By Emma Campbell
Elm Staff Writer
On Friday, Jan. 18, in front of the Lincoln Memorial in Washington D.C., a confrontation between a small group of Native American protestors and a group of male students from Covington Catholic High School in Kentucky has gone viral. Specifically, a disturbing standoff between Covington student Nick Sandmann and Native American elder Nathan Philips has become the topic of national outrage and debate.
In the video clips, Sandmann (who wears a red MAGA hat) appears to be blocking the path of Philips as the latter plays a drum and sings a song of peace in his native language. Surrounding Philips, Covington students wearing Trump apparel jeer at Philips, some making a tomahawk-chop motion with their arms. The students have since been accused of harassment and are at risk of being expelled from school.
In a painfully curated statement to CNN, Sandmann claimed that he and his fellow classmates are innocent of what they are being accused of, assigning blame entirely on a group of Black Israelites who, in the video clips, can be heard using coarse language toward the Covington students.
“The protestors said hateful things. They called us ‘racists,’ ‘bigots,’ ‘white crackers,’ ‘faggots,’ and ‘incest kids.’ They also taunted an African-American student from my school by telling him that we would ‘harvest his organs.’ I have no idea what that insult means, but it was startling to hear,” Sandmann said.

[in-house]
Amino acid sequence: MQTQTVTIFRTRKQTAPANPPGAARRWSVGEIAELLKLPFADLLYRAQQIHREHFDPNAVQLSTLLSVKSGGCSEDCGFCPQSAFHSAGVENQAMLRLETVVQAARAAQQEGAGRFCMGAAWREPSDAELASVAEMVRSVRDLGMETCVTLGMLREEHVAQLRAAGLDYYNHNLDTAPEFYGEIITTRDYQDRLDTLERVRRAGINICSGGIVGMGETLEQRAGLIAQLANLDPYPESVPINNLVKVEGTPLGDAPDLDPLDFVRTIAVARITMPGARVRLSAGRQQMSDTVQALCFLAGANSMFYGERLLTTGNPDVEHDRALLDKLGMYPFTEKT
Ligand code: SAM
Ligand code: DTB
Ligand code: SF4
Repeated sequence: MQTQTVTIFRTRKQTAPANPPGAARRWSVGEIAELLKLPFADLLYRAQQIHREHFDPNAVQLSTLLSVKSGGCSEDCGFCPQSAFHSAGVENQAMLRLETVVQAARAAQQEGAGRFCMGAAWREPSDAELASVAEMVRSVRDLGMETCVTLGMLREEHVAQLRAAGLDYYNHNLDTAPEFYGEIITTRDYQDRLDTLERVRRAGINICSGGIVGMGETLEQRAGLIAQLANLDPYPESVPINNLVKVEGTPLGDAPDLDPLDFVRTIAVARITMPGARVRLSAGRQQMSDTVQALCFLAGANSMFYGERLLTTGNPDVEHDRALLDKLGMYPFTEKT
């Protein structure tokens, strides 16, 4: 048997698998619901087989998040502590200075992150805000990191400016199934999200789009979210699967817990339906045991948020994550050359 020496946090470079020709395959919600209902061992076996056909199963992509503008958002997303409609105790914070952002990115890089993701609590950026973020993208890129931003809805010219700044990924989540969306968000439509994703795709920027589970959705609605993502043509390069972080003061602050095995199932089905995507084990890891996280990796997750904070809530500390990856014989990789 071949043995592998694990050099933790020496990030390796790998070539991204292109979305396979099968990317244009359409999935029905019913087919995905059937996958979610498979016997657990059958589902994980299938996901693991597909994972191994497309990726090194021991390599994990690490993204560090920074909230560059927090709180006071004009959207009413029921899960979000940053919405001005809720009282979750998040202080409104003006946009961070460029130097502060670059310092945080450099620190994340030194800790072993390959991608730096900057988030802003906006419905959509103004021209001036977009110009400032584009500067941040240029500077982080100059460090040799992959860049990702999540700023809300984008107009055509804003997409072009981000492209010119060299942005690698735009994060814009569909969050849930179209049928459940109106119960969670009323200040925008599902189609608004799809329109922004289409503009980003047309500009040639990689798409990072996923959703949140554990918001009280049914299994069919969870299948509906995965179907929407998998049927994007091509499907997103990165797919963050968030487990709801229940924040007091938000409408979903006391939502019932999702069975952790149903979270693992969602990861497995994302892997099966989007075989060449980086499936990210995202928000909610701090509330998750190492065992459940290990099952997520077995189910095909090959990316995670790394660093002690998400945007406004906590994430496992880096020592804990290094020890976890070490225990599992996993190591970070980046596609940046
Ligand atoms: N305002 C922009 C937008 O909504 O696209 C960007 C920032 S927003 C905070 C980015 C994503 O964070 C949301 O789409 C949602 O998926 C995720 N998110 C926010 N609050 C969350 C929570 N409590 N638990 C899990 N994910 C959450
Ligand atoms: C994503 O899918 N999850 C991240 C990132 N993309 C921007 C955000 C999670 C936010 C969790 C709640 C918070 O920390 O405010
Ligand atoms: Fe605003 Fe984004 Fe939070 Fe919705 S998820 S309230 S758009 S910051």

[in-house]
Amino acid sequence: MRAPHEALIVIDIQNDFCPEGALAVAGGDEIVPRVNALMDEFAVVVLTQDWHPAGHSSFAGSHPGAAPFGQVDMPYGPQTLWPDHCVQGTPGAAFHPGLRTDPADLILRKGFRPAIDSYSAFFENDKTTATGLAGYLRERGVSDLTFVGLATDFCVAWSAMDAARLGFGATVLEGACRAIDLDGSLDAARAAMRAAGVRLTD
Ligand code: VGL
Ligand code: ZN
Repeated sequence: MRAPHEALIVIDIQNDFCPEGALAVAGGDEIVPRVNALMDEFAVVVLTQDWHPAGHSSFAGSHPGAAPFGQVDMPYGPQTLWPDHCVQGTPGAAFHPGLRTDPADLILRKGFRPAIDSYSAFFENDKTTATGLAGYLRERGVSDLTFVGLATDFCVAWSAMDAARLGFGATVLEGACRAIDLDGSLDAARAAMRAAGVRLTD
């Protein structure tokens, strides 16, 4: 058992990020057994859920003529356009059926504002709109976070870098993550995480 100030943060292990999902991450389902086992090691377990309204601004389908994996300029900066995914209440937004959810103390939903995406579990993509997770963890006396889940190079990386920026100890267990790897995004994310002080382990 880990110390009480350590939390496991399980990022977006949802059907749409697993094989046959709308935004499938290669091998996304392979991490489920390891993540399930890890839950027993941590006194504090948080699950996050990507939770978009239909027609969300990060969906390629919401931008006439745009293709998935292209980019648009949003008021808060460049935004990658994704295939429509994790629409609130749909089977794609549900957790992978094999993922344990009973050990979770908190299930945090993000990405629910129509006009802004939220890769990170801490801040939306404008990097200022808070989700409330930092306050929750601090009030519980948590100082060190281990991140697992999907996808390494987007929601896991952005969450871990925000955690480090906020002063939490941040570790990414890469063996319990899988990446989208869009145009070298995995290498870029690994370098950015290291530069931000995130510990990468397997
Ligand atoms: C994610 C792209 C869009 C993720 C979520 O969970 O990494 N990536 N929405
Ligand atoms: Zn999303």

Those who have viewed the video clips of the muddled confrontation in its entirety know that the students of Covington are not the only group at fault. The small group of Black Israelites should certainly be held accountable for yelling derogatory comments at the boys. However, Sandmann’s attempt to shift the blame of him and his peers to the protesters who called them “bigots” and “racists” is everything that is wrong with white privilege.
Nathan Philips approached the confrontation between the Black Israelites and the Covington students with the aim of peaceful intervention.
“I was thinking: ‘I’ve got to find myself an exit out of this situation and finish my song at the Lincoln Memorial.’ I started going that way, and that guy in the hat [Sandmann] stood in my way, and we were at an impasse. He just blocked my way and wouldn’t allow me to retreat,” Philips said in a video interview, during which he broke down in tears.
It is plausible that Sandmann and his peers heard the taunts of the Black Israelites and felt provoked by them, leading them to chants of “build that wall” and “gone in 2020” — both of which can be heard in the longer video circulating online. It is less believable that Sandmann elected to stand mere inches away from Nathan Philips with a discernable smirk on his face in an effort to, as he puts it, “[remain] motionless and calm” as a way to “defuse the situation.”
The Sandmann family and their lawyers can keep insisting that the standoff was peaceful, but the video clips online and the statements made by Philips tell a vastly different account. It is likely that Sandmann and his peers will not be held accountable for their behavior, and judging by the national domination of white privilege, this would not be a surprise.